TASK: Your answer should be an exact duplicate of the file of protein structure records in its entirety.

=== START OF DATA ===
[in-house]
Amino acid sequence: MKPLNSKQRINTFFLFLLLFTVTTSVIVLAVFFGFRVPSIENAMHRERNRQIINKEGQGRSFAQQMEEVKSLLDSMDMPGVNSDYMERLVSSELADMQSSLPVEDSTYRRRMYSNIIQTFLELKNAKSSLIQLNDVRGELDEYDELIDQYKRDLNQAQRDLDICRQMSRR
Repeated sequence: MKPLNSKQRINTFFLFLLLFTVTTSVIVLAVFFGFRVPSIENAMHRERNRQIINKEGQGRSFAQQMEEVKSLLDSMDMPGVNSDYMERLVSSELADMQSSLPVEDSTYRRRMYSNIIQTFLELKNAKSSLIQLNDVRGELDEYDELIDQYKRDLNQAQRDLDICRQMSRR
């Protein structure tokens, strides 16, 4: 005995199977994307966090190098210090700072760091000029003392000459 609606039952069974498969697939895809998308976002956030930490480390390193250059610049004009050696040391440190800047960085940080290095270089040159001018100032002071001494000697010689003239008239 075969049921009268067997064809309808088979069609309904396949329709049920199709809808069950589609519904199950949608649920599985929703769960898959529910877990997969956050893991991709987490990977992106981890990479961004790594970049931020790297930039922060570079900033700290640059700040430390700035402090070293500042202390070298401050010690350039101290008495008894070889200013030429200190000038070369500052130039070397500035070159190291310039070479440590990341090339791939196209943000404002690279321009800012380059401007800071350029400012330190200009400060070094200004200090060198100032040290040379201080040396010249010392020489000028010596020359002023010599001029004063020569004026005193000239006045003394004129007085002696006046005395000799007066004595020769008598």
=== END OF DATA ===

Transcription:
[in-house]
Amino acid sequence: MKPLNSKQRINTFFLFLLLFTVTTSVIVLAVFFGFRVPSIENAMHRERNRQIINKEGQGRSFAQQMEEVKSLLDSMDMPGVNSDYMERLVSSELADMQSSLPVEDSTYRRRMYSNIIQTFLELKNAKSSLIQLNDVRGELDEYDELIDQYKRDLNQAQRDLDICRQMSRR
Repeated sequence: MKPLNSKQRINTFFLFLLLFTVTTSVIVLAVFFGFRVPSIENAMHRERNRQIINKEGQGRSFAQQMEEVKSLLDSMDMPGVNSDYMERLVSSELADMQSSLPVEDSTYRRRMYSNIIQTFLELKNAKSSLIQLNDVRGELDEYDELIDQYKRDLNQAQRDLDICRQMSRR
């Protein structure tokens, strides 16, 4: 005995199977994307966090190098210090700072760091000029003392000459 609606039952069974498969697939895809998308976002956030930490480390390193250059610049004009050696040391440190800047960085940080290095270089040159001018100032002071001494000697010689003239008239 075969049921009268067997064809309808088979069609309904396949329709049920199709809808069950589609519904199950949608649920599985929703769960898959529910877990997969956050893991991709987490990977992106981890990479961004790594970049931020790297930039922060570079900033700290640059700040430390700035402090070293500042202390070298401050010690350039101290008495008894070889200013030429200190000038070369500052130039070397500035070159190291310039070479440590990341090339791939196209943000404002690279321009800012380059401007800071350029400012330190200009400060070094200004200090060198100032040290040379201080040396010249010392020489000028010596020359002023010599001029004063020569004026005193000239006045003394004129007085002696006046005395000799007066004595020769008598």